Role of the Elements . . . . . . . . . . . . . . . . . . . . . . . . . . . . . . . . . . . . . . . . . . . . . . . 12

Abundance of the Elements . . . . . . . . . . . . . . . . . . . . . . . . . . . . . . . . . . . . . . . . . 14

The Compounds . . . . . . . . . . . . . . . . . . . . . . . . . . . . . . . . . . . . . . . . . . . . . . . . . . . 15

Methods of Identifying Acids, Bases and Salts . . . . . . . . . . . . . . . . . . . . . . . . . . . 17

More about the Elements . . . . . . . . . . . . . . . . . . . . . . . . . . . . . . . . . . . . . . . . . . . 18

Classification of Elements. . . . . . . . . . . . . . . . . . . . . . . . . . . . . . . . . . . . . . . . . . . . 19

Properties of the Elements . . . . . . . . . . . . . . . . . . . . . . . . . . . . . . . . . . . . . . . . . . 19

Reactions of Oxygen with Metals and Nonmetals . . . . . . . . . . . . . . . . . . . . . . . . 20

This Writer . . . . . . . . . . . . . . . . . . . . . . . . . . . . . . . . . . . . . . . . . . . . . . . . . . . . . . . 22
Mixtures are combinations of two or more different materials. Stones, concrete, soil, crude oil, air, seawater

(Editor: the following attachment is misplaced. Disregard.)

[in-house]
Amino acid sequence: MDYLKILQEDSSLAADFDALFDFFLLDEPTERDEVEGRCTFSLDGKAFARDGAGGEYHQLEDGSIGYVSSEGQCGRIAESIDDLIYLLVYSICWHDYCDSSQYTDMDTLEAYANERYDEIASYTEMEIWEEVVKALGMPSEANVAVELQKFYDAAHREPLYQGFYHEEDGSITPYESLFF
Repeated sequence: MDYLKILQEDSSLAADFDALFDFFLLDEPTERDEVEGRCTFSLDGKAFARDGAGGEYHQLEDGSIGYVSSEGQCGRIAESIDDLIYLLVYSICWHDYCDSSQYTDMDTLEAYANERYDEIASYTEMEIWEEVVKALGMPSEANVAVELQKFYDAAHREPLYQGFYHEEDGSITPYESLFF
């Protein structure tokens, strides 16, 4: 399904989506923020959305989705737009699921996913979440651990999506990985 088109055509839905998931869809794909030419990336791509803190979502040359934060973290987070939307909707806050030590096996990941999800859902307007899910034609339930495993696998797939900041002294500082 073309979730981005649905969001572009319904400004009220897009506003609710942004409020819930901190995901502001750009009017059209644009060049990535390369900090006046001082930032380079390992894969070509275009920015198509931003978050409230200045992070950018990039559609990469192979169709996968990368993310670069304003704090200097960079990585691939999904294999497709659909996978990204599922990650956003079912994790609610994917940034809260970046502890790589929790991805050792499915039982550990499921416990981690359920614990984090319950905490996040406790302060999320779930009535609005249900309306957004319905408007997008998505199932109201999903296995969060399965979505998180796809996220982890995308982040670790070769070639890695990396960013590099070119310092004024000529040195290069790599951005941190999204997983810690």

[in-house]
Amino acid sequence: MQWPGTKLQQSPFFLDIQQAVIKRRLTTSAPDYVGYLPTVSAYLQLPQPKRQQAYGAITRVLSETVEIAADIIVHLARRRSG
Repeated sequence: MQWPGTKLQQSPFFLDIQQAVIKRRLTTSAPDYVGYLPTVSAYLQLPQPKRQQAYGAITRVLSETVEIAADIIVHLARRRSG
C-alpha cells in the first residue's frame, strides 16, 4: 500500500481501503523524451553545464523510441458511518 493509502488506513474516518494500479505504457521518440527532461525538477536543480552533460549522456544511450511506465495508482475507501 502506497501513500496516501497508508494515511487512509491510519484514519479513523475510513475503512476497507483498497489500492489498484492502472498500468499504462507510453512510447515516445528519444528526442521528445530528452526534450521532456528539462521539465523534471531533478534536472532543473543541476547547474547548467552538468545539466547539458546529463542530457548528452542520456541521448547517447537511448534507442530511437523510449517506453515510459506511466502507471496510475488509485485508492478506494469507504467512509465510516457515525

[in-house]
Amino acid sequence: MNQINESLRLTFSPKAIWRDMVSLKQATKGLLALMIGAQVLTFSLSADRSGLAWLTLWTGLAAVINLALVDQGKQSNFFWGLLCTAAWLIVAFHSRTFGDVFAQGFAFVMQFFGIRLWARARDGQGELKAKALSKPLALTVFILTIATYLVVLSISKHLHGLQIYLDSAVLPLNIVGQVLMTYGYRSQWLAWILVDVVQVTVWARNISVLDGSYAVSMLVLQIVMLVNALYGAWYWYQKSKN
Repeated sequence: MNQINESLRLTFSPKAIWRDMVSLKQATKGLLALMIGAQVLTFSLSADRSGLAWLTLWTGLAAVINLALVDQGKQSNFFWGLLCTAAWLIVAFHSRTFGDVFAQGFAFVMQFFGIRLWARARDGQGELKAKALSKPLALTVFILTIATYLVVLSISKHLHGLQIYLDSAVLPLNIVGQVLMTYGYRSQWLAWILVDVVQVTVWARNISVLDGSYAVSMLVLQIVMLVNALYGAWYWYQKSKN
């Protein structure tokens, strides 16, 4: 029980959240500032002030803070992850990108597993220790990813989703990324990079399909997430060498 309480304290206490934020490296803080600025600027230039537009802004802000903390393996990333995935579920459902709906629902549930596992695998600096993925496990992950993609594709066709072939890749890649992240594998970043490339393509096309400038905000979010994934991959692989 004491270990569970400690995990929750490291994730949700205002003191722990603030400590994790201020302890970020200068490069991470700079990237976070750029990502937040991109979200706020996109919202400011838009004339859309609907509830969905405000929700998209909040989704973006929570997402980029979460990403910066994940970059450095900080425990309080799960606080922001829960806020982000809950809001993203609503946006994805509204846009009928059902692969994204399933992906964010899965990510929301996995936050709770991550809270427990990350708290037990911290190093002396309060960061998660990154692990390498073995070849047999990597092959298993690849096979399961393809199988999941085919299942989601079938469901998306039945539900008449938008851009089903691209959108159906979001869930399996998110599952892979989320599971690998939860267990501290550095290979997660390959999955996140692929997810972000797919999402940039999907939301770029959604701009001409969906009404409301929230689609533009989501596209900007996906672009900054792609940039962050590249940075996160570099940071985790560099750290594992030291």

and many more are mixtures. For enlightenment, the compositions of the mixtures cited above as examples are
summarized as follows:
1. Stones (common) - sand, silicates, minerals, metals …more
2. Concrete- sand, cement, gravel
3. Soil- clay, decayed organic materials, sand, water…more
4. Crude oil- gasoline, kerosene, diesel fuel, methane, butane …more
5. Air- oxygen, hydrogen, carbon dioxide, dust particles ...more
6. Seawater- salt, water, magnesium, calcium…more
In Chemistry lingo however, mixtures involves more often with very small, oftentimes invisible
components. In fact one of the basis for classifying them has something to do with the apparent sizes of
the materials it is made of. Mixtures are classified as solutions, suspensions and colloids. Solutions and
colloids are homogenous chemical systems while colloids are heterogeneous. Homogenous refers to the
appearance of a material to be made of only one kind even if it actually consists of two or more different
kinds of materials. Heterogeneous is the opposite; its composition is often visible to the naked eye. Again,
for purposes of clarification, examples for each mixture are summarized below:
1. Solutions- ammonia water, rubbing alcohol, soft drink, wine, hydrogen peroxide. . .more
2. Colloids- bathing soap, margarine, gel, fog, smoke, clouds... more
3. Suspensions- oil and water, dust in air, milk of magnesia, sand in water . . . more


Fig. 1a. Wine is an example Fig.1b. Bathing soap is an Fig.1c. Some oral rehydrates
of a solution example of a colloid are examples of suspension

At this stage in Grade 7, discussion of mixtures in detail will be centralized on solutions. Details may
be done of the other two in another year level.

A solution is a mixture consisting of a solute and a solvent. A solute is the substance being added to
the solvent. The property of an amount of solute to be dissolved in an amount of solvent is called solubility.
When solubility takes place, the atoms, ions or molecules of solute and the solvent intermingle equally